When Ed and I rolled into the finish of the Endless Mountains 1000K after 67:37 hours in the company of five other accomplished randonneurs, I felt amazing. There was pain in my knee and I felt dirty and smelled bad, but all that was eclipsed by what our group had accomplished.
622 miles of riding over three days. That’s awesome, I thought. As Mike Anderson and I discussed after our finish, we’ve gone on other types of vacations, but they just don’t feel as triumphant as this. (Viewing 1000Ks as vacation is a topic for another time, ok?)
Reveling in my post-ride euphoria, I saw myself as a powerful woman who had endeavored something other people could not even fathom. I am woman, hear me roar! I am a randonneur superhero!
After a good night’s sleep, however, I was singing a different tune. What had happened to my body? Superhero, ha ha ha! What a joke. I hurt all over and everywhere I looked, I was swollen. I couldn’t even see my cheekbones, forget about my ankles. What had I done? The last thing I felt like doing was roaring.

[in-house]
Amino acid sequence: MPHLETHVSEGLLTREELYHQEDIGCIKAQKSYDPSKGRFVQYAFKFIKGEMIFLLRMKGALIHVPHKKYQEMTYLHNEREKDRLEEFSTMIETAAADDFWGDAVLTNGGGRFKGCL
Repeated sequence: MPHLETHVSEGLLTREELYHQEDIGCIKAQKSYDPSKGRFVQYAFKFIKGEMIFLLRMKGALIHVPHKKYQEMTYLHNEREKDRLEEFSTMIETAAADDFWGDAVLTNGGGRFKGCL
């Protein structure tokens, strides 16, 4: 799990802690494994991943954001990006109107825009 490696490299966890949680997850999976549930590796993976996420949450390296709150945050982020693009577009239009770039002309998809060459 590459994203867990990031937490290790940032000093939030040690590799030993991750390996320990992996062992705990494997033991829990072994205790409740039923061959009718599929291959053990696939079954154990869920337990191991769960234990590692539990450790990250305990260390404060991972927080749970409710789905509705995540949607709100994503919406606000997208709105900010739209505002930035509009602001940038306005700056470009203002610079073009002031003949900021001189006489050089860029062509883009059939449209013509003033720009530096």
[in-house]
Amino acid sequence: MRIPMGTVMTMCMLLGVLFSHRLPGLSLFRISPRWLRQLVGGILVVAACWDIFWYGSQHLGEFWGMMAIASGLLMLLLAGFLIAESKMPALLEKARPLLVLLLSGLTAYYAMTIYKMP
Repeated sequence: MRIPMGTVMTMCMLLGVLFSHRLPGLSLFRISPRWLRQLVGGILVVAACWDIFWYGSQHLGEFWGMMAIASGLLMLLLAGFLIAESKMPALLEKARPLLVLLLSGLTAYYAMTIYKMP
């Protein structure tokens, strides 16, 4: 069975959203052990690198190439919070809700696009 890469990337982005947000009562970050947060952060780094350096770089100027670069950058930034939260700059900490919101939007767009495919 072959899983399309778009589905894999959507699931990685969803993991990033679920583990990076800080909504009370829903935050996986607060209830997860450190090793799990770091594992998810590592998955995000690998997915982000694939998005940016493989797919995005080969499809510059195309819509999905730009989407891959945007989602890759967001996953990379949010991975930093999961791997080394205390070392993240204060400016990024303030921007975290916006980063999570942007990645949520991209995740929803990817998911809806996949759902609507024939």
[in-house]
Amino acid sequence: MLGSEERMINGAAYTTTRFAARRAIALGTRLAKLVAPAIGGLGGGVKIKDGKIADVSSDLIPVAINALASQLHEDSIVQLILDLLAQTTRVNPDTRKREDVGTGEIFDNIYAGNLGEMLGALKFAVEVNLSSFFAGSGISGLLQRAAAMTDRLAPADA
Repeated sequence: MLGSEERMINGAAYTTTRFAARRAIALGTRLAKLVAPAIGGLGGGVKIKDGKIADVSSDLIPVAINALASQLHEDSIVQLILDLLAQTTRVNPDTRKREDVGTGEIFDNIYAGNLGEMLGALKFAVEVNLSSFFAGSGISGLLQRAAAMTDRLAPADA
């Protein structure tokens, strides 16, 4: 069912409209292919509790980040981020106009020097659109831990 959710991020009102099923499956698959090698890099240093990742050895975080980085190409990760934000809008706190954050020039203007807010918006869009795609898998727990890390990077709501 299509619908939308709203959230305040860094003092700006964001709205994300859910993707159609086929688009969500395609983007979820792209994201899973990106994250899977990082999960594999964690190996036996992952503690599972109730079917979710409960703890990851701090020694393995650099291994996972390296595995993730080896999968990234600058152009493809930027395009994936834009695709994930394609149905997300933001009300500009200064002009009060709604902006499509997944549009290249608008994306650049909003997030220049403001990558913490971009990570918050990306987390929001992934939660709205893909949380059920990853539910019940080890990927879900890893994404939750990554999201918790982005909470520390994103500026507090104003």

As I looked through photos of our ride, I noticed that my demise as a randonneur superhero gradually set in over the course of our three days of riding. The further I pedaled, the greater the toll of the event on my body. While I may have been feeling like a randonneur superhero on the inside, the photographic evidence tells a slightly different tale.
Vytas, who was our riding company for much of the 1000K, noted that some people say that doing a 1000K or a 1200K takes 7 years off of a person’s life. I don’t know what that means, exactly, but I can definitely tell you I didn’t feel 7 years younger at the end of the ride. Maybe what they mean is that, after completing something like this, you look at least 7 years older until you get caught up on your REM cycles.
I meandered into work today and tried to keep as low a profile as possible (without falling asleep under my desk). I still feel like I’m a randonneur superhero when I consider the feat of riding a 1000K, but I want my body to recover enough so that it also shows that randonneur awesomeness. Limping around with barely visible eyeballs and calves that are indiscernable from ankles is not the way to convince anyone of their randonneur superpowers.
Only when my body has returned to its normal form can I start walking around the office seeking out socially acceptable bragging opportunities. I think it’s going to take a few days and a lot of sleep and hydration! It will happen, though, and then I will be the randonneur superhero I imagine myself to be, both inside and out.